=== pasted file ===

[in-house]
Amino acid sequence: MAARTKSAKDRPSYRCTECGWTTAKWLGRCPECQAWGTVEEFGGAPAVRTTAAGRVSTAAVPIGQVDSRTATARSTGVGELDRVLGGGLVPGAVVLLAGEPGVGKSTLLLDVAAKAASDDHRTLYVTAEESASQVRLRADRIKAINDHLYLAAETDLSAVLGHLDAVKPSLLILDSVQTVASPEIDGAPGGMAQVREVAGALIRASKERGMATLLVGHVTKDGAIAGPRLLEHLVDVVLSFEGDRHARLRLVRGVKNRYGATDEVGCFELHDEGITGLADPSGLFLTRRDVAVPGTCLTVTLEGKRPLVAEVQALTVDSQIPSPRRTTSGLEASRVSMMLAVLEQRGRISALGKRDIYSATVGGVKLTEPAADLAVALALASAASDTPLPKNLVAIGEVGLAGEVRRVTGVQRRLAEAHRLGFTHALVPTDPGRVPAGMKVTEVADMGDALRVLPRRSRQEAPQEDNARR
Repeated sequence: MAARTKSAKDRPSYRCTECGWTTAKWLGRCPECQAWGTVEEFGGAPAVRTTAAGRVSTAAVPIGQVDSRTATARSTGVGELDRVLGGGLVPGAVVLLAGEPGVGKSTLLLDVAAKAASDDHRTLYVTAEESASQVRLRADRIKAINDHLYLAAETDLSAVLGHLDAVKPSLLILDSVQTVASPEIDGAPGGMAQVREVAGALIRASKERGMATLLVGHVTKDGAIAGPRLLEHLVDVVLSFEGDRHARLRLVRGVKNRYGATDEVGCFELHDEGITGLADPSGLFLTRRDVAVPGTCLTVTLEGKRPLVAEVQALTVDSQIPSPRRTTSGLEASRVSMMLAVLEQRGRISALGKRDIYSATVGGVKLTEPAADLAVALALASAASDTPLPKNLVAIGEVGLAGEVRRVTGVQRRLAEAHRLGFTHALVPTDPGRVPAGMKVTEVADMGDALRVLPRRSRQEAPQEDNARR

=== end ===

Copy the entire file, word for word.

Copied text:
[in-house]
Amino acid sequence: MAARTKSAKDRPSYRCTECGWTTAKWLGRCPECQAWGTVEEFGGAPAVRTTAAGRVSTAAVPIGQVDSRTATARSTGVGELDRVLGGGLVPGAVVLLAGEPGVGKSTLLLDVAAKAASDDHRTLYVTAEESASQVRLRADRIKAINDHLYLAAETDLSAVLGHLDAVKPSLLILDSVQTVASPEIDGAPGGMAQVREVAGALIRASKERGMATLLVGHVTKDGAIAGPRLLEHLVDVVLSFEGDRHARLRLVRGVKNRYGATDEVGCFELHDEGITGLADPSGLFLTRRDVAVPGTCLTVTLEGKRPLVAEVQALTVDSQIPSPRRTTSGLEASRVSMMLAVLEQRGRISALGKRDIYSATVGGVKLTEPAADLAVALALASAASDTPLPKNLVAIGEVGLAGEVRRVTGVQRRLAEAHRLGFTHALVPTDPGRVPAGMKVTEVADMGDALRVLPRRSRQEAPQEDNARR
Repeated sequence: MAARTKSAKDRPSYRCTECGWTTAKWLGRCPECQAWGTVEEFGGAPAVRTTAAGRVSTAAVPIGQVDSRTATARSTGVGELDRVLGGGLVPGAVVLLAGEPGVGKSTLLLDVAAKAASDDHRTLYVTAEESASQVRLRADRIKAINDHLYLAAETDLSAVLGHLDAVKPSLLILDSVQTVASPEIDGAPGGMAQVREVAGALIRASKERGMATLLVGHVTKDGAIAGPRLLEHLVDVVLSFEGDRHARLRLVRGVKNRYGATDEVGCFELHDEGITGLADPSGLFLTRRDVAVPGTCLTVTLEGKRPLVAEVQALTVDSQIPSPRRTTSGLEASRVSMMLAVLEQRGRISALGKRDIYSATVGGVKLTEPAADLAVALALASAASDTPLPKNLVAIGEVGLAGEVRRVTGVQRRLAEAHRLGFTHALVPTDPGRVPAGMKVTEVADMGDALRVLPRRSRQEAPQEDNARR